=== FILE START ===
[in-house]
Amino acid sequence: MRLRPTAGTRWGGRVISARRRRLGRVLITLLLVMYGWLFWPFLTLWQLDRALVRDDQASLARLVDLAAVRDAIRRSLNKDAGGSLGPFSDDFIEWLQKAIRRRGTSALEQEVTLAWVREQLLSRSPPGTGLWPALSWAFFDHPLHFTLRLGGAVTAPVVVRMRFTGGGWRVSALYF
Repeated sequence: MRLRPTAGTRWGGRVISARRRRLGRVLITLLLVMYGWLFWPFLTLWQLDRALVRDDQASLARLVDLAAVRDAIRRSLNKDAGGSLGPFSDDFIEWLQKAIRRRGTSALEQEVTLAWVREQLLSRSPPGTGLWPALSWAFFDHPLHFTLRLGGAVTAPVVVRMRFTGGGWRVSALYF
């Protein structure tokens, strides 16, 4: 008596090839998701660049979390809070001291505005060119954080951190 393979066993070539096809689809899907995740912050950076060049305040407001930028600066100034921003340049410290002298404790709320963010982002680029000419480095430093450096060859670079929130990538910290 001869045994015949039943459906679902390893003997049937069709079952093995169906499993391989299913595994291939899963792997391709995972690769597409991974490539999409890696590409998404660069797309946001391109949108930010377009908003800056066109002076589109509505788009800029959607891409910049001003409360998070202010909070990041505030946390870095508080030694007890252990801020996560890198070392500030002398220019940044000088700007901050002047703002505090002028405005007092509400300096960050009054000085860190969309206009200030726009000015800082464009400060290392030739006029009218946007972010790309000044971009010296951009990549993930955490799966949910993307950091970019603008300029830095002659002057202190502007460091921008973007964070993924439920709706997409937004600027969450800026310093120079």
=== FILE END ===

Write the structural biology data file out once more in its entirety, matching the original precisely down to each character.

[in-house]
Amino acid sequence: MRLRPTAGTRWGGRVISARRRRLGRVLITLLLVMYGWLFWPFLTLWQLDRALVRDDQASLARLVDLAAVRDAIRRSLNKDAGGSLGPFSDDFIEWLQKAIRRRGTSALEQEVTLAWVREQLLSRSPPGTGLWPALSWAFFDHPLHFTLRLGGAVTAPVVVRMRFTGGGWRVSALYF
Repeated sequence: MRLRPTAGTRWGGRVISARRRRLGRVLITLLLVMYGWLFWPFLTLWQLDRALVRDDQASLARLVDLAAVRDAIRRSLNKDAGGSLGPFSDDFIEWLQKAIRRRGTSALEQEVTLAWVREQLLSRSPPGTGLWPALSWAFFDHPLHFTLRLGGAVTAPVVVRMRFTGGGWRVSALYF
């Protein structure tokens, strides 16, 4: 008596090839998701660049979390809070001291505005060119954080951190 393979066993070539096809689809899907995740912050950076060049305040407001930028600066100034921003340049410290002298404790709320963010982002680029000419480095430093450096060859670079929130990538910290 001869045994015949039943459906679902390893003997049937069709079952093995169906499993391989299913595994291939899963792997391709995972690769597409991974490539999409890696590409998404660069797309946001391109949108930010377009908003800056066109002076589109509505788009800029959607891409910049001003409360998070202010909070990041505030946390870095508080030694007890252990801020996560890198070392500030002398220019940044000088700007901050002047703002505090002028405005007092509400300096960050009054000085860190969309206009200030726009000015800082464009400060290392030739006029009218946007972010790309000044971009010296951009990549993930955490799966949910993307950091970019603008300029830095002659002057202190502007460091921008973007964070993924439920709706997409937004600027969450800026310093120079």